Apolitical obituary for Sen. Christopher J. Dodd (D-Conn.), who has announced that he won't seek a sixth term, would have to note that for a man who was so often right about political issues, it's remarkable that he could be so frequently wrong about his personal finances.
Dodd, 65, is one of several prominent Democratic politicians who have recently opted to retire, including Sen. Byron L. Dorgan of North Dakota and Colorado Gov. Bill Ritter Jr. Most of those bowing out are centrists in traditionally conservative states where voter anger over healthcare reform and the federal stimulus program have produced a backlash against Democrats. That partly applies to Dodd, who as chairman of the Senate Banking Committee and a leader in healthcare negotiations was a key player in both initiatives. Yet what really seems to have attracted voters' ire in liberal Connecticut is Dodd's poor judgment, and possible breaches of ethics, on financial matters.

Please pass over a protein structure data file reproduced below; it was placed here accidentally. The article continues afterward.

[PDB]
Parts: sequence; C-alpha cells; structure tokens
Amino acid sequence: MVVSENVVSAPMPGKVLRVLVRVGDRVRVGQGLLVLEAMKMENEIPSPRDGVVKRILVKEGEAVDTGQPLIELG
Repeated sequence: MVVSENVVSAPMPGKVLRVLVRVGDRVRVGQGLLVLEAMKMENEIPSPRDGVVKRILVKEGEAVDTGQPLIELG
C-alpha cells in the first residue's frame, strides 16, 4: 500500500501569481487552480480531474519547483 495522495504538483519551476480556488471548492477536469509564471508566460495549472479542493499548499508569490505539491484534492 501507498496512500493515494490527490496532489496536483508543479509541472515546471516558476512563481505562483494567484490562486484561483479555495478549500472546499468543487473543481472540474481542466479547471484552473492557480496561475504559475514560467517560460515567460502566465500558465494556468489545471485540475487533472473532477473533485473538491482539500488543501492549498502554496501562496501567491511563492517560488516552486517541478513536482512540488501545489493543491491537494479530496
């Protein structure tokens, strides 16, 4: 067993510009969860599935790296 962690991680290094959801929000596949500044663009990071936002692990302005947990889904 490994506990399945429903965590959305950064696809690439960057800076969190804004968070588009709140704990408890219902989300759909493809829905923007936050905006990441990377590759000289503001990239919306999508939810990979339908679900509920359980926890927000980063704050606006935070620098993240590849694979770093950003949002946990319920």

The biggest controversy -- though the one that concerns us the least -- involves a provision that he inserted into the stimulus bill last year capping the compensation of executives at companies receiving taxpayer money. At the behest of Obama administration officials, Dodd modified his amendment to exclude bonuses from contracts that were signed before passage of the legislation. That allowed financial services company American International Group to dole out $165 million in bonuses to executives in a division that had played a central role in the banking system's collapse. Dodd became a focus for national outrage as a result, yet if he hadn't modified the amendment, the bill probably would have been unconstitutional.